Thoughts From Across The Pond 11.23.12: Gold “Rush”
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I competed against Jonathan Soloman in this week’s 411 MMA Fact or Fiction, to debate various MMA topics, including the Silva-St. Pierre super-fight. There was some dodgy judging and pro-U.S. bias, if you ask me, but otherwise it’s well worth a read.
A Scorching Win Over Condit, But St. Pierre Cool On Potential Super-Fight With Silva
Georges St. Pierre made a triumphant return to the UFC’s Octagon on Saturday night in Montreal, defeating a game Carlos Condit in a compelling, dramatic and bloody fight to unify the UFC Welterweight Championship of the World. Over five rounds, GSP turned in yet another dominant performance, displaying his accurate jab, powerful takedowns and grinding top control throughout, as well as a very welcome return to the aggressive style which coloured his early UFC fights, taking the fight comfortably on the judges’ scorecards; 50-45, 49-46, 50-45.
It would be easy to argue that St. Pierre’s win ranks as one of his most impressive, if not the most impressive, of his incredible career thus far. To return from such a devastating injury and a lengthy absence from active competition and turn in such a fantastic performance is to be highly commended and shows the type of athlete and personality that St. Pierre is.
Indeed, for the first two and last two rounds of the fight, St. Pierre was so dominant that I found myself stunned that an athlete who had spent 19 months out of the sport injured, could return and so freely dominate such a talented fighter as Condit. 567 days between fights and GSP still looked right at home inside the Octagon on Saturday night.
Even a scary moment in the third round which saw Condit land a solid head kick which dropped St. Pierre, managed to quieten even the most vocal of GSP’s detractors. It was a rare lapse in concentration from GSP which led to the Condit left high kick landing squarely on his right temple and stumble to the mat. However, it allowed St. Pierre to demonstrate to his doubters that he is not mentally weak, he has got heart, and he can remain cool under heavy fire.
The argument that St. Pierre is quick to give up – something which stems from his sole career losses to Matt Hughes and Matt Serra, but conveniently overlooks his impressive comeback performance against BJ Penn in 2006 – was very quickly dispelled as GSP defended some heavy punches from Condit on the ground, ignored the haematoma which was rapidly swelling on his head, scrambled back to his feet and promptly took “The Natural Born Killer” down to dominate the remainder of the round. So impressive was St. Pierre’s comeback in this round, that he won it on two of the three judges’ scorecards.
What was abundantly clear in this fight is that GSP remains head and shoulders above every other man at 170lbs.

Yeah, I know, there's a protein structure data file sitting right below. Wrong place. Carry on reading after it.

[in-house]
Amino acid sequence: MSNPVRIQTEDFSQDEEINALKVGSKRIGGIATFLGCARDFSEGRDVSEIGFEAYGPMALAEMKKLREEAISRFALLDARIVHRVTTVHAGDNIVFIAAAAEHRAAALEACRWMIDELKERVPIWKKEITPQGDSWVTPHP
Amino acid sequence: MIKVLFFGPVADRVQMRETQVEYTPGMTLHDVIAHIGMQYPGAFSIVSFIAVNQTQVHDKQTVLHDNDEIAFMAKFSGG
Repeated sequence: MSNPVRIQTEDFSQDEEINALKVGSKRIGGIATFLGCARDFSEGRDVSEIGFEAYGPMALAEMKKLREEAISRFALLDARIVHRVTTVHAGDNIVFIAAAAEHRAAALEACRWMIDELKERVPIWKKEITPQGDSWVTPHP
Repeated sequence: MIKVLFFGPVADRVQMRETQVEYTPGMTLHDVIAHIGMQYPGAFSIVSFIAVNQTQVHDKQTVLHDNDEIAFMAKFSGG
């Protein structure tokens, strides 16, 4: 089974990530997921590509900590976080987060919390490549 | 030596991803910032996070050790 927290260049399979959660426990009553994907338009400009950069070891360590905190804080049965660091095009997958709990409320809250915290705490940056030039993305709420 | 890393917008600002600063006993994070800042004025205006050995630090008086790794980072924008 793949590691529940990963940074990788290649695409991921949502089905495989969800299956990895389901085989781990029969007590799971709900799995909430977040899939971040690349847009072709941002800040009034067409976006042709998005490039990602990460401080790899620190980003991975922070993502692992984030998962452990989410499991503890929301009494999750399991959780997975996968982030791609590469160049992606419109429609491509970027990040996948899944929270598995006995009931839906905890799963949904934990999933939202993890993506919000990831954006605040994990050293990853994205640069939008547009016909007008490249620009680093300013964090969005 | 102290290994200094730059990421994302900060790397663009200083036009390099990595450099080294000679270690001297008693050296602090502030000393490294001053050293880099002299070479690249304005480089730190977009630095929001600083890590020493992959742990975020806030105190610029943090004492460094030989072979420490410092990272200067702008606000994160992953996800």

Which brings us onto the question of who will Georges St. Pierre compete against next.
It seems pretty clear who the UFC wants it to be. UFC Middleweight Champion Anderson Silva was shown on camera numerous times during the St. Pierre vs. Condit main event in Montreal, with the UFC even going so far as to show him in the corner of the screen cheering GSP on for the entirety of the final round.
The UFC President has made his opinion known too. Dana White has been vocal in the past about the failure of Boxing to put together the Manny Pacquaio vs. Floyd Mayweather Jr. super-fight that fans of that sport crave and he has no intention of letting the UFC’s equivalent fall by the wayside. White told Fox Sports after the fight;
“It’s the No. 1 best pound-for-pound fighter in the world against the No. 2 best pound-for-pound fighter in the world. It’s a big fight. We think people want to see it, and we think the guys want to do it, so we’ll do it. They will fight, and it will probably be in May or around May.”
As is always the way in MMA, however, not everyone is enthused about the idea of Silva fighting St. Pierre next, with one of those people potentially being St. Pierre himself. After his inspired UFC 154 win, GSP seemed cool on the idea of the Silva super-fight. One cannot necessarily blame “Rush” for such a lukewarm response to the notion of fighting Anderson Silva, given the circumstances. At the post-fight press conference, St. Pierre’s face displayed every punch and kick he’d been caught with during the five round battle with Condit. Covered in purple bruises, cuts, and holding an ice pack to his temple to ease the swelling of a nasty haematoma, St. Pierre was in no hurry to discuss getting back inside the Octagon again.
One would expect that in a week or two, St. Pierre will be more responsive to the talk of fighting Anderson Silva. After all, he stands to make a great deal of money from the bout, which would surely be the biggest in UFC history. There is no guarantee, however. GSP has seen firsthand how a bigger fighter can dominate an equally skilled competitor from a lower weight class when he completely shut out fellow pound for pound great BJ Penn in 2009, in what was another super-fight at the time. This could be something which dissuades St. Pierre from a fight which stands to make him millions of dollars.
Some UFC fans have also been vocal in their displeasure at the talk of a Silva vs. St. Pierre fight, something which is somewhat baffling to this writer. This isn’t simply a case of the best two fighters in the sport today competing against each other, it’s a case of the two greatest fighters in the history of the sport going toe to toe. An opportunity like this tends to come along but once in a generation.
The fans who are dissatisfied with the potential St. Pierre-Silva fight, point to a bout they wish to see more; that of the relatively new kid on the block Jon Jones fighting Anderson Silva. The two super-fights aren’t mutually exclusive, however. If Silva were to defeat St. Pierre, then you can expect the UFC to begin a move towards a Jones vs. Silva fight. In fact, Dana White has gone on record as saying that he “will” make that fight happen.